By Yanell Guillen, Marketing Consultant, Traveler Engagement
Diversity is more than just a buzzword—it is essential to building a successful and inclusive workplace.
With employees from all backgrounds and experiences traveling for your company, it’s important to consider how your travel communications reflect a welcoming and supportive environment for all employees.
For some employees, business travel may be a routine part of their job, while for others it may be a new and unfamiliar experience. Travel communications that only reflect the experiences of a certain group of employees can create barriers and make it difficult for other employees to engage or feel supported.
Incorporating diversity into your internal communications ensures that every employee feels seen, heard, and valued, regardless of their race, gender, sexual orientation, religion, or other aspects of their identity.
Let’s look at three ways you can incorporate diversity into your corporate travel resources:
1. Use inclusive language
The language you use in your internal communications can have a significant impact on how employees perceive your company’s commitment to diversity and inclusion. Use inclusive language that acknowledges and respects diverse backgrounds and identities and avoid language that assumes everyone has the same experiences or values. Always be mindful of any terms that could be considered offensive or exclusionary.
For example, instead of using gendered pronouns like “he” or “she,” you may consider using gender-neutral pronouns like “they” or “them.” Also, avoid language that reinforces stereotypes or marginalizes certain groups to ensure your message resonates with everyone within your program.
- Take a look at resources such as your travel policy and email communications to ensure your messaging is inclusive.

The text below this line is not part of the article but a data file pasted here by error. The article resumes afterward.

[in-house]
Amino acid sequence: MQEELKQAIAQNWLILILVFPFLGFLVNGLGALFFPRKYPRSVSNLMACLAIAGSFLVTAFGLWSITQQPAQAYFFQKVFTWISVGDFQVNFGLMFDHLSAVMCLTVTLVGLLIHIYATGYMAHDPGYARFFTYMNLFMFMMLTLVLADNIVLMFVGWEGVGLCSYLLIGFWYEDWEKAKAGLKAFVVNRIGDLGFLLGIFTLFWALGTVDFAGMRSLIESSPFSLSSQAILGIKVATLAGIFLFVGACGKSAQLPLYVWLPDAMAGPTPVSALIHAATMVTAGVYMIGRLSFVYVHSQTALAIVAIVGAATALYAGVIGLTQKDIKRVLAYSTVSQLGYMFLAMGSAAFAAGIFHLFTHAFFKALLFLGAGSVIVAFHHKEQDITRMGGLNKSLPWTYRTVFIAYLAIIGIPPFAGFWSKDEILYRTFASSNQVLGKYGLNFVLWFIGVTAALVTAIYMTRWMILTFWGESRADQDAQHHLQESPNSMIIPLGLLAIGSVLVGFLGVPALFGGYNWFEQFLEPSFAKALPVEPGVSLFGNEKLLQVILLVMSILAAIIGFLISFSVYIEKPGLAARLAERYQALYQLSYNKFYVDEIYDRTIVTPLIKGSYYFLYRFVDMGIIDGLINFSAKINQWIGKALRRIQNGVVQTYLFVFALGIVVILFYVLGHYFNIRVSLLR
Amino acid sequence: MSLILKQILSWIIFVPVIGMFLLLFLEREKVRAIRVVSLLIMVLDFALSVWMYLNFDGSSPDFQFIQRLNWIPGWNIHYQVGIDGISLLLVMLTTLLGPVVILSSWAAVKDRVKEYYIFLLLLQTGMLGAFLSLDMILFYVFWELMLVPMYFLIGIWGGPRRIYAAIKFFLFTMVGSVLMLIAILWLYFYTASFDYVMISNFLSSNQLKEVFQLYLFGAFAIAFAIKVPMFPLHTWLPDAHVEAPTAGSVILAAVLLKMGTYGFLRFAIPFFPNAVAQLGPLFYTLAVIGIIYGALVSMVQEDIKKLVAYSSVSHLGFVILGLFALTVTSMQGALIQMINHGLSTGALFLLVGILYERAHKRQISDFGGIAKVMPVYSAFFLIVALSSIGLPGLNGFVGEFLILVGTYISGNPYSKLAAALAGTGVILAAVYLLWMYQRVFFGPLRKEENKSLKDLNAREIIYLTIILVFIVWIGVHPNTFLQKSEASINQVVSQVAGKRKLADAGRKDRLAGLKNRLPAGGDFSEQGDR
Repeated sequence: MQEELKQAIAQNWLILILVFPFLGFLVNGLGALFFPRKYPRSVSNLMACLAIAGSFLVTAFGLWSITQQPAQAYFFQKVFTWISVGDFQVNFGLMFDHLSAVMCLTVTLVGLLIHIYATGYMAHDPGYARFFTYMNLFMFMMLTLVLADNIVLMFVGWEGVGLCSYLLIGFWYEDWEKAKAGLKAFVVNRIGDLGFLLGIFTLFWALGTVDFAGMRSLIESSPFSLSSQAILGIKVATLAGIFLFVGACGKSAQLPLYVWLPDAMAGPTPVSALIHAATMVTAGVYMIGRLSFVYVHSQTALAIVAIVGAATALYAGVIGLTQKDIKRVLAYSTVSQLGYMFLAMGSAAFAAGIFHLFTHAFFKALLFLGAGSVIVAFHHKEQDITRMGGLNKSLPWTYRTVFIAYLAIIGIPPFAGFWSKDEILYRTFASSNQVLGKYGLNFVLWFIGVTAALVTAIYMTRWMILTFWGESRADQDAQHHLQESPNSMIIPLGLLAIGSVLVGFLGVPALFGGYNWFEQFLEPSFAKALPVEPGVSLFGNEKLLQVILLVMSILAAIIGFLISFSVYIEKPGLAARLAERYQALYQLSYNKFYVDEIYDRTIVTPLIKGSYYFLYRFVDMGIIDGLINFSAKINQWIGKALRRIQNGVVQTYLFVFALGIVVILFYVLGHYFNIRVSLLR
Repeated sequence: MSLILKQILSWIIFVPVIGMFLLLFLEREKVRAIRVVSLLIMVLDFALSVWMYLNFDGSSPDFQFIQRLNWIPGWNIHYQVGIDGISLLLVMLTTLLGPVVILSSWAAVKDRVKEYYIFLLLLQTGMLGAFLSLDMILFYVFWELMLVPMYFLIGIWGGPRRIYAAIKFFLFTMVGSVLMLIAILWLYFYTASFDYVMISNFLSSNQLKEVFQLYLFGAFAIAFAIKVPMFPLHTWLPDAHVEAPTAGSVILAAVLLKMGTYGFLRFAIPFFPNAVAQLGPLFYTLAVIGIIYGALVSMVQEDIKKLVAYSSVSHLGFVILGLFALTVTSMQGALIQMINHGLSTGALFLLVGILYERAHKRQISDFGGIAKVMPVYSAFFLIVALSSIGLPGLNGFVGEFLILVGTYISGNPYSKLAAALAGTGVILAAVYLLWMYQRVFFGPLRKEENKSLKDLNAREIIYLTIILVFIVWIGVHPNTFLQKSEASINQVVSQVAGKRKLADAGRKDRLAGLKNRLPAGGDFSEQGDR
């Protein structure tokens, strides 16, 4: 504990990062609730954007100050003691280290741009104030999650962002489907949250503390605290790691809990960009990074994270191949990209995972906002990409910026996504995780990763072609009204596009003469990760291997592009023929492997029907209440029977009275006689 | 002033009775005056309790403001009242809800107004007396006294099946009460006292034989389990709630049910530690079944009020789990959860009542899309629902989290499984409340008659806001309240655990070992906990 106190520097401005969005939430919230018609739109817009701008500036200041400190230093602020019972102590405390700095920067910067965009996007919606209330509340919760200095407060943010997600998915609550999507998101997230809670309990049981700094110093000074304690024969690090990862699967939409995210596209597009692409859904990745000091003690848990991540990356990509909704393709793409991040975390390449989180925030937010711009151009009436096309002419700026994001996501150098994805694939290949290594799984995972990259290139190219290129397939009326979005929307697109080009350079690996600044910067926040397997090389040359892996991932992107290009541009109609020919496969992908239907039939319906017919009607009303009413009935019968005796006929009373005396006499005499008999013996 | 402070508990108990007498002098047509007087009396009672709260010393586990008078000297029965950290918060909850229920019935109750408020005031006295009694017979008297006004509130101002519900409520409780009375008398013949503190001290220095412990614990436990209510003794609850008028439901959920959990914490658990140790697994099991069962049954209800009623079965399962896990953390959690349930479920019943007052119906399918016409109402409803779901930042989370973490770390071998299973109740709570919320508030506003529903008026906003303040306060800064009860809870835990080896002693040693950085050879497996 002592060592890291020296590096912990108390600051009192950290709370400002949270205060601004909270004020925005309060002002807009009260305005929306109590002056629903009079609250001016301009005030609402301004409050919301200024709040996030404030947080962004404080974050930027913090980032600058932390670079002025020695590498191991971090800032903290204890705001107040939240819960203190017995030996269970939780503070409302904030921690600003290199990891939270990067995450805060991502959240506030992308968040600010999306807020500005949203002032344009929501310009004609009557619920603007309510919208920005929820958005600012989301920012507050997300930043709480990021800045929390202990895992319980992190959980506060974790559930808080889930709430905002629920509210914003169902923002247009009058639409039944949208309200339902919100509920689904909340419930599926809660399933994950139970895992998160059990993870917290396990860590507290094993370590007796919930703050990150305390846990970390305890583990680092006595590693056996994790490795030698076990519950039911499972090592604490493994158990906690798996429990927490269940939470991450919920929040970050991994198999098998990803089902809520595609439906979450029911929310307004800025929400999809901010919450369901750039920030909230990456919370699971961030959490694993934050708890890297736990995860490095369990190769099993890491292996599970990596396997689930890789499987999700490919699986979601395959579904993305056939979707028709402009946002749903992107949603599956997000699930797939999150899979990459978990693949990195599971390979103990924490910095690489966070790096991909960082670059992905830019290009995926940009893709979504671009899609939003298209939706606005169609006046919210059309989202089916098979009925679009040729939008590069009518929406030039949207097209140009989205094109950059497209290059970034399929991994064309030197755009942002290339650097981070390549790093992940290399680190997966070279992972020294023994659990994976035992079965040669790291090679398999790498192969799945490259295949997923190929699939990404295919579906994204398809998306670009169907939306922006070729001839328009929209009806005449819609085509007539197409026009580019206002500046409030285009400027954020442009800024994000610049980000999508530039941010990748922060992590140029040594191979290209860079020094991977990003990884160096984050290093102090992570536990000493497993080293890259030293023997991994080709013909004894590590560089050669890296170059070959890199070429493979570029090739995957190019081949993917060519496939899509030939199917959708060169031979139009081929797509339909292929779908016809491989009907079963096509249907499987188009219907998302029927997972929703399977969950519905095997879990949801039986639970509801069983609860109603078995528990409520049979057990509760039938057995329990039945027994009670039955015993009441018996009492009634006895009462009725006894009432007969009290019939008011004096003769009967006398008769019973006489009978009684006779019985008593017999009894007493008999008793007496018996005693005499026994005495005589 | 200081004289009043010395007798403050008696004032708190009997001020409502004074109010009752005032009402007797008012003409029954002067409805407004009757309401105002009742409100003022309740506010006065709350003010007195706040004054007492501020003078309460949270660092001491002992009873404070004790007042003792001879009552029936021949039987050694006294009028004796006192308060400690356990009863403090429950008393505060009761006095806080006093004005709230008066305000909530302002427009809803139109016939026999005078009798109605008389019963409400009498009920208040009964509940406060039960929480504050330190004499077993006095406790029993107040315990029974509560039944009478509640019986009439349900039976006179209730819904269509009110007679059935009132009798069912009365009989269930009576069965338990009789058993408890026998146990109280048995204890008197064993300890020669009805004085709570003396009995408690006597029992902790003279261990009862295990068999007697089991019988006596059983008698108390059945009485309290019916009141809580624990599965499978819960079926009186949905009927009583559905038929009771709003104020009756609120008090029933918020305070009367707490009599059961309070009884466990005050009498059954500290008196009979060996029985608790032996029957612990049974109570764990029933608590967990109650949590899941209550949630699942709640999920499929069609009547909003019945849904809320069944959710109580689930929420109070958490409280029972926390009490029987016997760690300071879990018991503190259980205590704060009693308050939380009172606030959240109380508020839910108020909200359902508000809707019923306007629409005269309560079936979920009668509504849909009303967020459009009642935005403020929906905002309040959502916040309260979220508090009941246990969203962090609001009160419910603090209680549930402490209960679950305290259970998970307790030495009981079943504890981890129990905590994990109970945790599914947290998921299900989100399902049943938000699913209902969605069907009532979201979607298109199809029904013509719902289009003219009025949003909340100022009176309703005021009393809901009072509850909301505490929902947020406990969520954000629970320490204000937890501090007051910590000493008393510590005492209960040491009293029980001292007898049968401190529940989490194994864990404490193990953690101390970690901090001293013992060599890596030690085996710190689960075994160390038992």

2. Consider your imagery
Using images and videos that represent a diverse range of people can make your communications more inclusive. Ensure that the visuals you use represent people of different races, ages, genders, and backgrounds. We have found that when employees see people that look like them, it makes them feel safer, respected and connected.
- Conduct an internal audit to determine if your current travel-focused collateral is visually representing a wide range of backgrounds.
3. Feature diverse voices and perspectives
Make a conscious effort to feature diverse voices and perspectives in your communication. This can include seeking input from people of different genders, races, ages, nationalities, and backgrounds to understand the challenges they face when traveling and address these in your communications strategy. It’s okay to ask for input! Your travelers will appreciate that their voices are being heard.
- Consider creating informational guides that address the needs of different groups of travelers.
Your direct communication with employees is where your efforts will make the biggest impact, so it’s important that you consider the backgrounds and experiences of all your travelers. By using inclusive language, featuring diverse voices and perspectives, and incorporating diverse imagery, you can create a communications strategy that will help create a more supportive environment leading to higher engagement among travelers.
Be sure to stay tuned for our next blog where we will break down four strategies to ensure your internal communications are digitally accessible to all travelers.